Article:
When I was a kid I went to a strict catholic school, with an even stricter “No Makeup” policy. To the point where teachers would keep nail polish remover in their closets and if you were caught wearing polish they made you take it off right there in the classroom. Looking back my interest in makeup might be completely built on spite . . .but I doubt it. That love runs deeper than spite.
Walking through the halls I was often stopped, sometimes more than once a week, by nuns who were mad that I was wearing lipstick. When I told them that it was just the color of my lips they would make me wipe them with a tissue because they thought I was a liar. My littler sister went to the same school and went through the same thing…you would think they would have caught on that it was a genetic trait, but whatever.
Later in life when I was out of the nuns’ reach and I was old enough to know better, I began to really appreciate my pigmented lips. Now that nobody was making me prove they were real, what’s not to like? It’s like built in makeup. All I have to do is put a balm on if I want to.
But alas genetic blessings often come with (minor) drawbacks, and if you are a makeup lover who has naturally pink lips, or you are a makeup artist who will eventually run into someone with them, you might want to learn to work around the natural coloring in order to get truer color out of sheer lip products.
Pigmented lips can make even a soft pink or peach gloss look almost like a bold lip look, which can be nice, but if you are looking for a specific color, it can get frustrating.
To give you an idea of what we are working with, here is what my lips look like with nothing on them. Pretty damn pink. They get lighter sometimes if I don’t eat enough or if I’m sick or tired, but this is normally what I’m working with.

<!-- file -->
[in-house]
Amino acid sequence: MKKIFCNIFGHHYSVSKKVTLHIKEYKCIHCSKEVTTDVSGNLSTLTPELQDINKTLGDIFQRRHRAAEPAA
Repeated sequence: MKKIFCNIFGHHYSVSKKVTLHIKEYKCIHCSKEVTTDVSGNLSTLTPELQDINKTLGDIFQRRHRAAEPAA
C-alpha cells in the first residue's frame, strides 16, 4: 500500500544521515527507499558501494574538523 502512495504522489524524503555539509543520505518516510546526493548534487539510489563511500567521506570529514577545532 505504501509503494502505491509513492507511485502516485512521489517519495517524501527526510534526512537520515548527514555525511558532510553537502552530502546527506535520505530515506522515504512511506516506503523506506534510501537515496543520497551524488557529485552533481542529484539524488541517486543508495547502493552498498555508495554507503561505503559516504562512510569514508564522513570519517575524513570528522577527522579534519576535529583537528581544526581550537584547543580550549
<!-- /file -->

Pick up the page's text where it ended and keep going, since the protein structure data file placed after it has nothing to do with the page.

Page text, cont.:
Some people have lips far more pigmented than mine, especially younger people. When we were kids my sisters were literally scarlet red.
Here are my lips wearing NYX Butter Gloss in Peach Cobbler. Now I’m not saying this isn’t a nice color, but it isn’t what the gloss looked like when I saw it on the pretty sales girl at Ulta. If you find yourself running into this issue and you want a more “true to color” look, you’re in luck because there is a really simple solution.
You need to find a matte or satin nude lipstick that is literally the same color as your skin. Not the same as your lip skin like a “My Lips But Better” shade. You need a shade that is the same as the skin on your face.
Modelco Party Proof Lipstick in “Get Naked” is pretty dead on for the color of my skin. As you can see in the picture above when applied lightly it doesn’t completely blank out my lips, but it takes the pigmentation down quite a bit. That’s all you need. If you apply a bunch and blank out your lips completely it may start to get a little messy and goopy looking. Not to mention I HATE the way heavily applied layers feel on my lips. That’s personal preference I guess, but I find that a lot of people feel that way.
And since you chose a color similar to your skin, it will mimic the way your lips would look if they were naturally less pigmented.
Once you have that thin layer of nude lipstick on you can go ahead and apply your sheer or semi sheer lip color over it, as you normally would and the result should be much more “true to color” than it would be applied to the pigmented lips on their own.
And because you didn’t put a ton of the lipstick on, it doesn’t look over done. Compared to the version on the natural lips it is much more peachy, and looks a lot like the way it was on the girl at Ulta.
Here is a side by side. Not insanely drastic, but it makes a difference. You can also get a similar effect by applying concealer in a thin layer over the lips, but personally I am not a fan of how that sits on the skin. It never really looks quite right to me.
That’s all you need to do to solve the problem make your lip products look more true to color. Now get out there and find a nude lippy that will get the job done!